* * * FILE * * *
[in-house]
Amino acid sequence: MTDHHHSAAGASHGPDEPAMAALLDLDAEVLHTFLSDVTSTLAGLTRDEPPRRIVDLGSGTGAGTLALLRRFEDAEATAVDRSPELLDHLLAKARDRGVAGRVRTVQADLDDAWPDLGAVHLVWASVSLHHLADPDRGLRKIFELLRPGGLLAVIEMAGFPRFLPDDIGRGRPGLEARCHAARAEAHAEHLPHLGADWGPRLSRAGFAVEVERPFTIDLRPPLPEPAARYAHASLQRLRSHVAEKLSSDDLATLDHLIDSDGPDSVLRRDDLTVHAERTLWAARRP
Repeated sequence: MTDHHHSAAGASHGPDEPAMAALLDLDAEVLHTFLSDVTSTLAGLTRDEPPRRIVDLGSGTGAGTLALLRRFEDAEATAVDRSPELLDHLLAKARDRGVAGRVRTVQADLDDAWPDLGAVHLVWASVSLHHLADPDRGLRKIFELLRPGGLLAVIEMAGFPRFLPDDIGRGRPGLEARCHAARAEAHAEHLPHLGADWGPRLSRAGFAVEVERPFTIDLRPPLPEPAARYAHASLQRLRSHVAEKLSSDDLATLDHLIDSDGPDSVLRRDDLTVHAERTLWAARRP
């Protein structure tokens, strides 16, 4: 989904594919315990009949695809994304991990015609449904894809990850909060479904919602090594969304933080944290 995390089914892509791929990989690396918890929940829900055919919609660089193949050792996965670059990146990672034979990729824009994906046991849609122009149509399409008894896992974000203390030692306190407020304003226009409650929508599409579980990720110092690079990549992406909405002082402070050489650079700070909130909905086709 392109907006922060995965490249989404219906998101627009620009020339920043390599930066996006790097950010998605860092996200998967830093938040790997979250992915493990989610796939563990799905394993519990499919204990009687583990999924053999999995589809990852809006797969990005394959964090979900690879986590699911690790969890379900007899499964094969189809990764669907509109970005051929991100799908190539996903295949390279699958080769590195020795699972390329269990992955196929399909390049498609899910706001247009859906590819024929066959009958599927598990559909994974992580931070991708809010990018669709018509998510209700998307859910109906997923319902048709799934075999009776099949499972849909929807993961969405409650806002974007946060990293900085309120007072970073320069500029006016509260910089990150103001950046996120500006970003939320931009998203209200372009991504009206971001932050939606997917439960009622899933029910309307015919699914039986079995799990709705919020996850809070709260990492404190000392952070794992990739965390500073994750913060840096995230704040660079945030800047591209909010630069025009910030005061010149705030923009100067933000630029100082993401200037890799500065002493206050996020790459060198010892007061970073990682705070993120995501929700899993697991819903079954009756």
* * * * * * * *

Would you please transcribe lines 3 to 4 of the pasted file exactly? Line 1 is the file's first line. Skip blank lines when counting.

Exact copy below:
Repeated sequence: MTDHHHSAAGASHGPDEPAMAALLDLDAEVLHTFLSDVTSTLAGLTRDEPPRRIVDLGSGTGAGTLALLRRFEDAEATAVDRSPELLDHLLAKARDRGVAGRVRTVQADLDDAWPDLGAVHLVWASVSLHHLADPDRGLRKIFELLRPGGLLAVIEMAGFPRFLPDDIGRGRPGLEARCHAARAEAHAEHLPHLGADWGPRLSRAGFAVEVERPFTIDLRPPLPEPAARYAHASLQRLRSHVAEKLSSDDLATLDHLIDSDGPDSVLRRDDLTVHAERTLWAARRP
């Protein structure tokens, strides 16, 4: 989904594919315990009949695809994304991990015609449904894809990850909060479904919602090594969304933080944290 995390089914892509791929990989690396918890929940829900055919919609660089193949050792996965670059990146990672034979990729824009994906046991849609122009149509399409008894896992974000203390030692306190407020304003226009409650929508599409579980990720110092690079990549992406909405002082402070050489650079700070909130909905086709 392109907006922060995965490249989404219906998101627009620009020339920043390599930066996006790097950010998605860092996200998967830093938040790997979250992915493990989610796939563990799905394993519990499919204990009687583990999924053999999995589809990852809006797969990005394959964090979900690879986590699911690790969890379900007899499964094969189809990764669907509109970005051929991100799908190539996903295949390279699958080769590195020795699972390329269990992955196929399909390049498609899910706001247009859906590819024929066959009958599927598990559909994974992580931070991708809010990018669709018509998510209700998307859910109906997923319902048709799934075999009776099949499972849909929807993961969405409650806002974007946060990293900085309120007072970073320069500029006016509260910089990150103001950046996120500006970003939320931009998203209200372009991504009206971001932050939606997917439960009622899933029910309307015919699914039986079995799990709705919020996850809070709260990492404190000392952070794992990739965390500073994750913060840096995230704040660079945030800047591209909010630069025009910030005061010149705030923009100067933000630029100082993401200037890799500065002493206050996020790459060198010892007061970073990682705070993120995501929700899993697991819903079954009756």